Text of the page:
"It's a layout that lacks character, offering no driving pleasure. It would be fine for go-kart races. On the other hand, the heat is tremendous, and staying in the cockpit for a while is a real suffering".


His teammate, the Swede Peterson, tries a new six-speed gearbox. But after a few laps, he is forced to stop because he can engage only two gears. Before the end of the practice, the mechanics solve the problem, and Peterson manages to record the fifth time of the day, thus preceding his teammate. There is also a lot of work in the Brabham-Alfa Romeo box, with Niki Lauda almost continuously driving for both practice sessions.


"We have aerodynamic problems, but everything else is in order. The track is good, although a bit too undulating. The intense heat is the most formidable opponent".


Brambilla is also in trouble; after starting training late due to an oil leak, he has to stop at the pits to check the brakes that were not working properly. When he restarts, at the braking point of a turn, he has the unpleasant surprise of feeling the brake pedal go all the way down. He manages skillfully to control the car, which goes straight into the sand without suffering any damage. The new Arrows team, born from the split that occurred at Shadow, debuts in Formula 1 in today's practice, with Riccardo Patrese as the driver. The car looks great and shows good performance. There are also novelties in the tire war between Goodyear and Michelin. On Thursday, the American company provides two new types of tires marked with the numbers 92 and 93 to some teams; these are soft compound tires. However, the French brand won't stand by, as a new type of tires is expected to arrive on Saturday, which will be tested on the Ferraris. On Friday, January 27, 1978, when it's time to get serious, Mario Andretti reappears.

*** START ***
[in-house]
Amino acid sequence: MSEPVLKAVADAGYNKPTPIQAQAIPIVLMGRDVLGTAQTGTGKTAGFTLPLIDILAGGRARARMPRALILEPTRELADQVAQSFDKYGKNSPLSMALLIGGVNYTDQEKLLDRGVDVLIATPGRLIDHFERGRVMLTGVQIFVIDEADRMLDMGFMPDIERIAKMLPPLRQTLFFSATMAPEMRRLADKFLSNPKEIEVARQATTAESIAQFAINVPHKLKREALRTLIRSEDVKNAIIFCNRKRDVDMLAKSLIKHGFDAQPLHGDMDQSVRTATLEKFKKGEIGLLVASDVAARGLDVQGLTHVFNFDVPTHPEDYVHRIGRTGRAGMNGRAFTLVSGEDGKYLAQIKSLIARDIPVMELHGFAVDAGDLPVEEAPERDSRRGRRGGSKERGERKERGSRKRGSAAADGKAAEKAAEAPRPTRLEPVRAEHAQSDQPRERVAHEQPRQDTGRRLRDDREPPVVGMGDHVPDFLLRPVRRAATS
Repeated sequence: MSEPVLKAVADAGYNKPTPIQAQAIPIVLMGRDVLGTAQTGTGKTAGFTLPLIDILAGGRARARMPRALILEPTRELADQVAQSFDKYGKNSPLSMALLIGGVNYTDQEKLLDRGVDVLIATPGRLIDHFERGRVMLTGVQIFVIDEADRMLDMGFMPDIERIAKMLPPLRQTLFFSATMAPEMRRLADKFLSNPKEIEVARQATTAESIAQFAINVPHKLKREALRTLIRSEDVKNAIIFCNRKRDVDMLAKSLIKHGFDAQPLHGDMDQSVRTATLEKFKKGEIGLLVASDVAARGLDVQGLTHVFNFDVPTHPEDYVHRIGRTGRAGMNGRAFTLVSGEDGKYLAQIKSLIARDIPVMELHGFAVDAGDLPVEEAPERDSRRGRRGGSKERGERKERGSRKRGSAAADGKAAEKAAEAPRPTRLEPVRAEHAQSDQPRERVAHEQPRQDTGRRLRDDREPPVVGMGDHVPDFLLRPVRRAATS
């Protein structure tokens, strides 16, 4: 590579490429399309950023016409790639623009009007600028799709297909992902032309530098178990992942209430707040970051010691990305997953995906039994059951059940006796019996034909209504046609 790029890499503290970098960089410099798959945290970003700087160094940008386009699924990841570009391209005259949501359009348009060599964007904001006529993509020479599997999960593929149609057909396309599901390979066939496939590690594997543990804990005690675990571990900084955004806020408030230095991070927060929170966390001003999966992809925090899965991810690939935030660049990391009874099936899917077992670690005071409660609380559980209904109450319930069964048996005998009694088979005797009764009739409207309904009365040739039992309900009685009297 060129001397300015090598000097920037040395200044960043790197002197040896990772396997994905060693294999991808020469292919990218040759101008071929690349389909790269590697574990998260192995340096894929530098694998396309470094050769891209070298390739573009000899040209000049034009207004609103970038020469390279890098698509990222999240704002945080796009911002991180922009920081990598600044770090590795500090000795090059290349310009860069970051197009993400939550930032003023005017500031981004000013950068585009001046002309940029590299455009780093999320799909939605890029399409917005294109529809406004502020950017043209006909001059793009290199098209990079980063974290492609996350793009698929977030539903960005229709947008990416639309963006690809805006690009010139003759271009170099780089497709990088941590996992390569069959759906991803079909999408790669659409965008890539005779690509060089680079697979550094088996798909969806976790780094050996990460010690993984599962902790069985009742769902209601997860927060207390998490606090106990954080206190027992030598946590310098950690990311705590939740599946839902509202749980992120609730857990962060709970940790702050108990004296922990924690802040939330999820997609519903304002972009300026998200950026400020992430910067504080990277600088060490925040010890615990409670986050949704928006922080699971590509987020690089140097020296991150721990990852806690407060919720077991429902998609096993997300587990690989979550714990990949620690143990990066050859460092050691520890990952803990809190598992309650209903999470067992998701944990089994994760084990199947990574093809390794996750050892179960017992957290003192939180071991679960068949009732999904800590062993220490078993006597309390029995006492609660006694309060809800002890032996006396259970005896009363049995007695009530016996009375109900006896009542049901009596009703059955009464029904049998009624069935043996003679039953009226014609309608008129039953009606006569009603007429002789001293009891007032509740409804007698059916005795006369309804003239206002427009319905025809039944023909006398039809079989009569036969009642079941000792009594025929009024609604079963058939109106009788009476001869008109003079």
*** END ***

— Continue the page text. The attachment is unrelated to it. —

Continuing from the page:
A bit in the shadow on Thursday during free practice, the Italian-American driver presents himself with his usual determination, leaving no chance for the others. After resolving the small problems that plagued his Lotus, Andretti immediately sets a strong pace and, at the end of the day, is the fastest in both official practice sessions.